Radiosurgery (CyberKnife)

Stereotactic radiation is used in the treatment of acoustic neuromas and skull base tumors. This procedure may also be called radiosurgery. It involves radiating a tumor from several different directions in such a way that the tumor receives the concentrated dose of radiation while the rest of the brain is somewhat protected.

Stereotactic radiation is particularly indicated for patients over age 65 who have tumors that are less than 3 cm. It is also appropriate for patients who have underlying medical conditions, like heart disease, that make traditional surgery riskier. The procedure can also be used for younger patients if their condition warrants.

There are three techniques that can be used to deliver radiation to a tumor in radiosurgery: the linear accelerator, the GammaKnife and the CyberKnife. The linear accelerator is an older method that is not commonly used today.

Radiosurgery Using the CyberKnife

The CyberKnife system is used to treat acoustic neuromas. The robotic arm of this device is able to deliver very precisely focused radiation directly to the tumor. Not only does this increase the effectiveness of the radiation, but the narrow focus keeps adjacent areas of the brain from also being irradiated.

CyberKnife treatments are usually performed as outpatient procedures. They require no anesthesia, as the robotic arm will never touch the patient, and the radiation does not cause pain. Patients will lie on the treatment table while the arm moves around them. The patient may need from one to five treatments to achieve the desired results, with each treatment lasting from 60 to 90 minutes.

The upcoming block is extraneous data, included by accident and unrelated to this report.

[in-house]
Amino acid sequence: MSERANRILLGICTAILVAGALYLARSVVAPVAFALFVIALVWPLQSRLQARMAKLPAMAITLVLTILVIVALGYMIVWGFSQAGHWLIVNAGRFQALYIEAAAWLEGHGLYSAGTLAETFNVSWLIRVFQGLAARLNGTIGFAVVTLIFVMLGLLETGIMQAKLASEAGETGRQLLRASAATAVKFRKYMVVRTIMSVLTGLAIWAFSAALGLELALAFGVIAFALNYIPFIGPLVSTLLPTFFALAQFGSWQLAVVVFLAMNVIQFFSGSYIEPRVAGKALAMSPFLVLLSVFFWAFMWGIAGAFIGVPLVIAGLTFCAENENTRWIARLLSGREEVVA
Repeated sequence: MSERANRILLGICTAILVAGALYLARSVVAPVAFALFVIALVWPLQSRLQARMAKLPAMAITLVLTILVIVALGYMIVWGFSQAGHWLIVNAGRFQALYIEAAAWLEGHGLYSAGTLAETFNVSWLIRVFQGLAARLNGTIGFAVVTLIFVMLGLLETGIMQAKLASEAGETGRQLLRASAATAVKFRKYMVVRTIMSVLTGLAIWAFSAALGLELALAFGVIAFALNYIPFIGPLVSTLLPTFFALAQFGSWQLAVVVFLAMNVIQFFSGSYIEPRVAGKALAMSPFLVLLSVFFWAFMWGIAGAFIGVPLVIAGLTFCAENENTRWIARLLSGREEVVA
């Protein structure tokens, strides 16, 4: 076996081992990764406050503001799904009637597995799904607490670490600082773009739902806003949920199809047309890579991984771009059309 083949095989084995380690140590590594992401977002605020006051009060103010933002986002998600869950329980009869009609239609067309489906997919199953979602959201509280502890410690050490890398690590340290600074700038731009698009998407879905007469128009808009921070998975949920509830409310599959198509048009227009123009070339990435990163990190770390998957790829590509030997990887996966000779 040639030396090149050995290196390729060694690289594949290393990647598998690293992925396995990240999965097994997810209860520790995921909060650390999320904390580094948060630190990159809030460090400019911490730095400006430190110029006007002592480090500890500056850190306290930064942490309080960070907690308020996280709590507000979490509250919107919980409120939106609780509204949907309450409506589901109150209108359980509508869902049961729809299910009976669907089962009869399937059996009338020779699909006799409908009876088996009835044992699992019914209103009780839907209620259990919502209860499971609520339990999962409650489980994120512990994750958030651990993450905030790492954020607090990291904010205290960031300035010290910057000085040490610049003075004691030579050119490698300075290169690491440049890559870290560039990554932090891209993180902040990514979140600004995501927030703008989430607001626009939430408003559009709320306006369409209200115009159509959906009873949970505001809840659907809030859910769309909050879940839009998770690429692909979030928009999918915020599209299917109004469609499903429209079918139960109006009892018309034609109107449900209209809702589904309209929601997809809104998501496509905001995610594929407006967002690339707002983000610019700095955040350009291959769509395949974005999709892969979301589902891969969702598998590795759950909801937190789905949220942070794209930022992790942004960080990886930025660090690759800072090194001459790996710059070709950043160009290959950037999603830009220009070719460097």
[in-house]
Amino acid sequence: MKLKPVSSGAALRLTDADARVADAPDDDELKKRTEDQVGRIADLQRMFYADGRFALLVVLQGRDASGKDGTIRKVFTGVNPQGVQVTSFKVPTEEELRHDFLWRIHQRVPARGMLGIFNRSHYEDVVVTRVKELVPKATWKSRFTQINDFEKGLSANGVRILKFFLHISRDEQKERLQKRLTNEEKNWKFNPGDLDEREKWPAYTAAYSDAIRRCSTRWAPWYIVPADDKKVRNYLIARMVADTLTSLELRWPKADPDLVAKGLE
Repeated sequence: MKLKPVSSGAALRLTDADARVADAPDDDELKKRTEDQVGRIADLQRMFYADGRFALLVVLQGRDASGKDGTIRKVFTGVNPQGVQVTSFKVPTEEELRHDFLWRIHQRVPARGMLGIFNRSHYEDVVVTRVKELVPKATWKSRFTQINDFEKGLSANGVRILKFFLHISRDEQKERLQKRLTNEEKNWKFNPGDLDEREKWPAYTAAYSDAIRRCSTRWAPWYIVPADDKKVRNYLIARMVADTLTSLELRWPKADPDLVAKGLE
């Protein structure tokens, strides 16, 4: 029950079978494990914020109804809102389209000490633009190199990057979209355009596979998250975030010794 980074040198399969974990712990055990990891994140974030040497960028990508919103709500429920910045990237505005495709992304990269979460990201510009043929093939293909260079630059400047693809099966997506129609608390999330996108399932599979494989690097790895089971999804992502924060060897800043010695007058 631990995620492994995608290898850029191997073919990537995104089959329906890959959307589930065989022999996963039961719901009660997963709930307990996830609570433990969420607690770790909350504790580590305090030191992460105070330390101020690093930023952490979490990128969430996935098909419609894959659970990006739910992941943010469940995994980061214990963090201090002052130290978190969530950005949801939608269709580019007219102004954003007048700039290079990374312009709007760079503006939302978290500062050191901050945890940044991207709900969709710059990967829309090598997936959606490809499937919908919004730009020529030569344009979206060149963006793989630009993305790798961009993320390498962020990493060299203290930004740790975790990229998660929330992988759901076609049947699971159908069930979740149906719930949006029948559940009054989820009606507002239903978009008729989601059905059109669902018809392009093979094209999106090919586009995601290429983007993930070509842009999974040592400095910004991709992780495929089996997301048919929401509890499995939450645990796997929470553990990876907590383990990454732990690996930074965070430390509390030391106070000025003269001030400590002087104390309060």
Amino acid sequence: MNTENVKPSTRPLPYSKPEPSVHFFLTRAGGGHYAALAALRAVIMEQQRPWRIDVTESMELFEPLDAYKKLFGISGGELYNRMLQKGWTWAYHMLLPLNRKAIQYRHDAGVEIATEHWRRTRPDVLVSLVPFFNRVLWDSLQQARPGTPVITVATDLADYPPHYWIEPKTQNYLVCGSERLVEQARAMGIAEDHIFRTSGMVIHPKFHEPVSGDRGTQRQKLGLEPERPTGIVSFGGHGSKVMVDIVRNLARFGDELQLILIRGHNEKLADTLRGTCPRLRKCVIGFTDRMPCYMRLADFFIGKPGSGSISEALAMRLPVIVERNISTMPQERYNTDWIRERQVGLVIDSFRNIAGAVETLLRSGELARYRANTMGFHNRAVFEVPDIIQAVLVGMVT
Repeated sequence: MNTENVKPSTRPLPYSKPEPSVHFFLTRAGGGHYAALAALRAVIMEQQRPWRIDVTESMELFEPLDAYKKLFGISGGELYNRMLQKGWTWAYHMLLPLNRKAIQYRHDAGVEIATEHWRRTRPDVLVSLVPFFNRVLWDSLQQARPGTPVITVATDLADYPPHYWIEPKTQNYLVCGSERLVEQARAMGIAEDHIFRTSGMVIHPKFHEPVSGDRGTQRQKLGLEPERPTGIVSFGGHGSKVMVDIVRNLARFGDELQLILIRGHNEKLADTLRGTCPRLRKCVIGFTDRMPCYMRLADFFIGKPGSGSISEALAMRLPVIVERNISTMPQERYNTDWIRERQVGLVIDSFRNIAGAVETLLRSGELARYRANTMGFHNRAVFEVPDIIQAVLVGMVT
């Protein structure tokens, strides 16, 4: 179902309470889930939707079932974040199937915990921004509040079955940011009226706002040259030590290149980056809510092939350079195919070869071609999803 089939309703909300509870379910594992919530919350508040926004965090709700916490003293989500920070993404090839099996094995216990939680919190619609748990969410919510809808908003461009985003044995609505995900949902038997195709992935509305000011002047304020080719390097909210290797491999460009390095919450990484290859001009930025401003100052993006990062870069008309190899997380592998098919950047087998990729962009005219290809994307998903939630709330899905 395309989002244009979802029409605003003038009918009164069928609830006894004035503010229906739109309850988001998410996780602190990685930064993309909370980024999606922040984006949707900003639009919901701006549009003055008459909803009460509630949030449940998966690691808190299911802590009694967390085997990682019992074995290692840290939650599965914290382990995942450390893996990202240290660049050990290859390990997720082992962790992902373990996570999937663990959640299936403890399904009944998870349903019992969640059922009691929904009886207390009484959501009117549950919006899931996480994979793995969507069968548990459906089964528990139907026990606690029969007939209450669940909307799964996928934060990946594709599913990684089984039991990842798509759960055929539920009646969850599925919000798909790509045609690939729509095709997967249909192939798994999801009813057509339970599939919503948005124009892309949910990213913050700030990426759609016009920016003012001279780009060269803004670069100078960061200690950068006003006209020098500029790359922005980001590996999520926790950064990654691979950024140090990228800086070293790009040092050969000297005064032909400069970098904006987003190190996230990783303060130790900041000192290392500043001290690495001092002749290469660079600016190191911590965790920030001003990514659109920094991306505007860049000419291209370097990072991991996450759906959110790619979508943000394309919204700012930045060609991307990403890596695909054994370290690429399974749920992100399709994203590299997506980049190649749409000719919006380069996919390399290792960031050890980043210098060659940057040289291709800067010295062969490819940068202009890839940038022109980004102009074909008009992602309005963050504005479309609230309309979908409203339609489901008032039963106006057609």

People who receive stereotactic radiation using the CyberKnife system often experience a very rapid relief from pain. There are rarely complications, and patients typically recover quickly from the procedure.

Radiosurgery CyberKnife UCI Head Neck 1 - Radiosurgery (CyberKnife)
Radiosurgery CyberKnife UCI Head Neck 2 - Radiosurgery (CyberKnife)

Radiosurgery Using the GammaKnife

The GammaKnife differs from the CyberKnife in that the device comes in contact with the patient’s body. This requires that the patient receive local anesthesia. A headframe through which radiation is delivered is placed on the patient’s head and secured with four screws. The headframe is able to administer radiation through 201 sources.

Once the patient is attached to the GammaKnife device, an MRI scan tells it exactly where the tumor is located. The radiation is directed by computer as the device delivers targeted radiation in three dimensions. Like the CyberKnife, the GammaKnife allows for very precise targeting of the tumor and little bleeding over of radiation to other areas of the brain.

Fractionated Stereotactic Radiotherapy

Fractionated stereotactic radiotherapy is particularly suited for tumors at the base of the skull. It can be performed with either a CyberKnife or a GammaKnife device. “Fractionated” refers to the fact that this technique uses multiple small doses of radiation rather than one larger dose.

The fractionated procedure has the advantage of being less likely to damage the facial and the trigeminal nerves, both of which enervate the face. It is also more likely to preserve the hearing of patients than single-dose radiosurgery. Fractionated stereotactic radiotherapy is most suited for tumors that are smaller than 3 cm, and it may require three to five doses.

Radiosurgery CyberKnife UCI Head Neck 3 - Radiosurgery (CyberKnife)